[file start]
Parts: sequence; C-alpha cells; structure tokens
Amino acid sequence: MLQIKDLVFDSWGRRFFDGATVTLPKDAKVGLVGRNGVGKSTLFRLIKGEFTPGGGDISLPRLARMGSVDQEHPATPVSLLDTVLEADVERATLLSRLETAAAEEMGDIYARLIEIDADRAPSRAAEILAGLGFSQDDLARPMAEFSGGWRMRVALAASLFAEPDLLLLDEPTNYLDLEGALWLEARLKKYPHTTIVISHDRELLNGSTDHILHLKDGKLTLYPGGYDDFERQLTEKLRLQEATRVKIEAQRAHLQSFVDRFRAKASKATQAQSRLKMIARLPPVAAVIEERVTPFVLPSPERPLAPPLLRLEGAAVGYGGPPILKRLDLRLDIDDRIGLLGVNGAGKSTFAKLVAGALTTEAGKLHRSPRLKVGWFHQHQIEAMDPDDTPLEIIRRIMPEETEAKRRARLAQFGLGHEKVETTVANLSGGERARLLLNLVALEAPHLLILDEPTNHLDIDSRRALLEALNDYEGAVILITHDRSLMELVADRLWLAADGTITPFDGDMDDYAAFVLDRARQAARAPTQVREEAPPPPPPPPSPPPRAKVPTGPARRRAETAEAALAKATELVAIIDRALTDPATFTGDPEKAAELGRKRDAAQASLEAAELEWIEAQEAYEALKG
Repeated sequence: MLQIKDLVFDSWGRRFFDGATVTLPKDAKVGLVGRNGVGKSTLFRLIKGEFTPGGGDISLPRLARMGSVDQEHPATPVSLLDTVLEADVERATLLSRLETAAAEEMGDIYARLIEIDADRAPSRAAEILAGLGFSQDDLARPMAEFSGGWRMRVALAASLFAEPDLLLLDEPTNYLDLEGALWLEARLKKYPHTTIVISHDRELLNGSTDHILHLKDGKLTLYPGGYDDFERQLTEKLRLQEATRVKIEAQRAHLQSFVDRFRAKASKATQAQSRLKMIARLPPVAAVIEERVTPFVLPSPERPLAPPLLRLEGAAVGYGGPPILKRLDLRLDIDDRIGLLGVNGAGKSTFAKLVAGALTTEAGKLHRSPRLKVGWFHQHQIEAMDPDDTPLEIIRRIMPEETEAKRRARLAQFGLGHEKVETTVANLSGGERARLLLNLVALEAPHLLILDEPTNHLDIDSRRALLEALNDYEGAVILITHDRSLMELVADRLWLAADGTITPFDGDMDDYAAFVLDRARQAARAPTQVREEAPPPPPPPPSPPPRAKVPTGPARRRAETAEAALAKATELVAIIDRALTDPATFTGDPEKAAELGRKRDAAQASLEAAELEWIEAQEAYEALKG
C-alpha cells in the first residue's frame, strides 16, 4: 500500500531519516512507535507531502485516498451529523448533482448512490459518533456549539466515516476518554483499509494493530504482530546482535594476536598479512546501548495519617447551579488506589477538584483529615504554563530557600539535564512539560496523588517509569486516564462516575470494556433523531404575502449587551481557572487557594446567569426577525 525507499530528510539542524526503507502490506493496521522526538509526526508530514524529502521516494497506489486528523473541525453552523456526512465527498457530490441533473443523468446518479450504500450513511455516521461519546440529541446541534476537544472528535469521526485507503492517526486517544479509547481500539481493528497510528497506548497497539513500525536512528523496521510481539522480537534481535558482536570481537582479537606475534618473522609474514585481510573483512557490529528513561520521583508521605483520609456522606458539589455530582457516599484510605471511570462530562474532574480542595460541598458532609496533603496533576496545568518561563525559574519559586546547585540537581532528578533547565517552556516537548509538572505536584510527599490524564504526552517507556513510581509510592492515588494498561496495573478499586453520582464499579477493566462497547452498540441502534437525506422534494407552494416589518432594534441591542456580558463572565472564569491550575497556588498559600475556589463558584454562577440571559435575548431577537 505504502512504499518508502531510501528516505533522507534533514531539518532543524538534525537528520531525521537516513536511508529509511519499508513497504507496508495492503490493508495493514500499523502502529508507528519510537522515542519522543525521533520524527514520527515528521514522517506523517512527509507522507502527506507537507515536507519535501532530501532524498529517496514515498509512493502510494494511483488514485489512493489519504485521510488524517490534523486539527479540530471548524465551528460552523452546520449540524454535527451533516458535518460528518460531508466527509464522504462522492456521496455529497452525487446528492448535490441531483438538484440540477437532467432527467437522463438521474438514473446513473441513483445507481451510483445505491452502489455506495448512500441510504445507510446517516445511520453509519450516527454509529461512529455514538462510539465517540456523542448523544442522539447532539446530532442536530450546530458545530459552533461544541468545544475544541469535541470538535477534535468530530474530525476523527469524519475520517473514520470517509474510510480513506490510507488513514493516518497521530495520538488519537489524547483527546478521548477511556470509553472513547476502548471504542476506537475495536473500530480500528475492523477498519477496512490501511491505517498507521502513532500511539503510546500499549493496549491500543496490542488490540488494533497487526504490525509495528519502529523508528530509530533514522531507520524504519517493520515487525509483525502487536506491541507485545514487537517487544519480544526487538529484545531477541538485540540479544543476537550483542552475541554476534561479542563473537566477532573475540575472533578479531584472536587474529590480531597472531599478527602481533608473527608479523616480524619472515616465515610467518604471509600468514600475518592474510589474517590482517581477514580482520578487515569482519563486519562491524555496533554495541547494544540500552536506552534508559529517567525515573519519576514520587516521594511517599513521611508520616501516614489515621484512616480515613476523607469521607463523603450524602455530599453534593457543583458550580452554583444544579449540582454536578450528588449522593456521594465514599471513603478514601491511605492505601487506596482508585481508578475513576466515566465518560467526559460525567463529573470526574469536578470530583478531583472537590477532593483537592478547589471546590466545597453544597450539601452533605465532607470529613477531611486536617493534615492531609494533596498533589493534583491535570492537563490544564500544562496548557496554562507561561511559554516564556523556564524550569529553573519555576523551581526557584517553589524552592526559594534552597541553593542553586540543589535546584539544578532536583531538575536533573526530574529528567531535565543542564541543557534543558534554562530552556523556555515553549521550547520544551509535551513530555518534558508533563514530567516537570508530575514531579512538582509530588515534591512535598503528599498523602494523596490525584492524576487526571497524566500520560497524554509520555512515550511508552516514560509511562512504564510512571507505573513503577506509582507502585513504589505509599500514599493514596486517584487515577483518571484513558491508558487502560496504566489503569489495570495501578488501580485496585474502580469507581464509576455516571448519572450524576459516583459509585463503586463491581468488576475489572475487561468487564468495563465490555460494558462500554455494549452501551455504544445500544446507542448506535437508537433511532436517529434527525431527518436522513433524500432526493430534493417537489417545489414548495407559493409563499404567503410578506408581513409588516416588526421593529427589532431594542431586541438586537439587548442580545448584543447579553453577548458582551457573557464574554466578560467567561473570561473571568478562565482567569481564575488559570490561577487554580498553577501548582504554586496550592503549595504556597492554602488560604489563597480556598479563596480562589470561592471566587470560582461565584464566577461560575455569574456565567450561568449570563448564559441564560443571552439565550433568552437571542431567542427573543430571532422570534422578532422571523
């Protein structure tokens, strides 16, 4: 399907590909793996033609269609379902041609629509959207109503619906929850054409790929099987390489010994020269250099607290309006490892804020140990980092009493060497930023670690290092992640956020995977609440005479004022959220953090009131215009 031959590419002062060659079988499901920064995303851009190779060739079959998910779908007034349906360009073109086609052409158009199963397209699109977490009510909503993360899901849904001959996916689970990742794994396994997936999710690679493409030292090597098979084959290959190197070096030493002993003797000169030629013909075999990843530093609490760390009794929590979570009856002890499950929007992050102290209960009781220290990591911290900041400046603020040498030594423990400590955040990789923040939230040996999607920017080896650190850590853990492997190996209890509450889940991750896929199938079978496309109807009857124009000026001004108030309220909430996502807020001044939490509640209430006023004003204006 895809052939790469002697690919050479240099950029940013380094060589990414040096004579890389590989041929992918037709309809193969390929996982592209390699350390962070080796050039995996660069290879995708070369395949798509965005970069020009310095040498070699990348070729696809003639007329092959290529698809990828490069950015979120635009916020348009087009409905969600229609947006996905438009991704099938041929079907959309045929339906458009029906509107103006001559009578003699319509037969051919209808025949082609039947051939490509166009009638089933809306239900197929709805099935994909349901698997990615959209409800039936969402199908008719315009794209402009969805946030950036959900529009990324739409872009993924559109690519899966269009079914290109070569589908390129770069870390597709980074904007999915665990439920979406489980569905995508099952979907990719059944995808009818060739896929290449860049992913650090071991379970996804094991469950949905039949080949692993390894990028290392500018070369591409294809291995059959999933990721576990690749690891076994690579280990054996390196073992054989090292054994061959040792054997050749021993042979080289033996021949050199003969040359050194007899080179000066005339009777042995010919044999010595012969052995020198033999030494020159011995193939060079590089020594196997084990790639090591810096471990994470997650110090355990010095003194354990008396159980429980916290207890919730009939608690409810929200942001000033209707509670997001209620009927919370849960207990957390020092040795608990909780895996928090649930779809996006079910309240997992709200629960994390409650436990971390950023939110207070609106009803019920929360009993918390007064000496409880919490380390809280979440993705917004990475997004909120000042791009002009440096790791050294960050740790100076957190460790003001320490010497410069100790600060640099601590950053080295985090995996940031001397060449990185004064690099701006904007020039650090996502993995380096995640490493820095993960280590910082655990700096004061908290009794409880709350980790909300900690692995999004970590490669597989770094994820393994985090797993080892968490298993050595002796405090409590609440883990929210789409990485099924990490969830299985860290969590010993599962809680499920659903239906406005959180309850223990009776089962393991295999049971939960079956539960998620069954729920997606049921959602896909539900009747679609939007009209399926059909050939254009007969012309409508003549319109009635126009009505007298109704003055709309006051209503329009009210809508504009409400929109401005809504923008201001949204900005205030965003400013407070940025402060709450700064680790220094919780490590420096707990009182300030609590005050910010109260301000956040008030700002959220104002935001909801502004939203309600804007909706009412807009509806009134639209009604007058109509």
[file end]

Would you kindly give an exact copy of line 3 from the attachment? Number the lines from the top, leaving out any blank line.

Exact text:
Repeated sequence: MLQIKDLVFDSWGRRFFDGATVTLPKDAKVGLVGRNGVGKSTLFRLIKGEFTPGGGDISLPRLARMGSVDQEHPATPVSLLDTVLEADVERATLLSRLETAAAEEMGDIYARLIEIDADRAPSRAAEILAGLGFSQDDLARPMAEFSGGWRMRVALAASLFAEPDLLLLDEPTNYLDLEGALWLEARLKKYPHTTIVISHDRELLNGSTDHILHLKDGKLTLYPGGYDDFERQLTEKLRLQEATRVKIEAQRAHLQSFVDRFRAKASKATQAQSRLKMIARLPPVAAVIEERVTPFVLPSPERPLAPPLLRLEGAAVGYGGPPILKRLDLRLDIDDRIGLLGVNGAGKSTFAKLVAGALTTEAGKLHRSPRLKVGWFHQHQIEAMDPDDTPLEIIRRIMPEETEAKRRARLAQFGLGHEKVETTVANLSGGERARLLLNLVALEAPHLLILDEPTNHLDIDSRRALLEALNDYEGAVILITHDRSLMELVADRLWLAADGTITPFDGDMDDYAAFVLDRARQAARAPTQVREEAPPPPPPPPSPPPRAKVPTGPARRRAETAEAALAKATELVAIIDRALTDPATFTGDPEKAAELGRKRDAAQASLEAAELEWIEAQEAYEALKG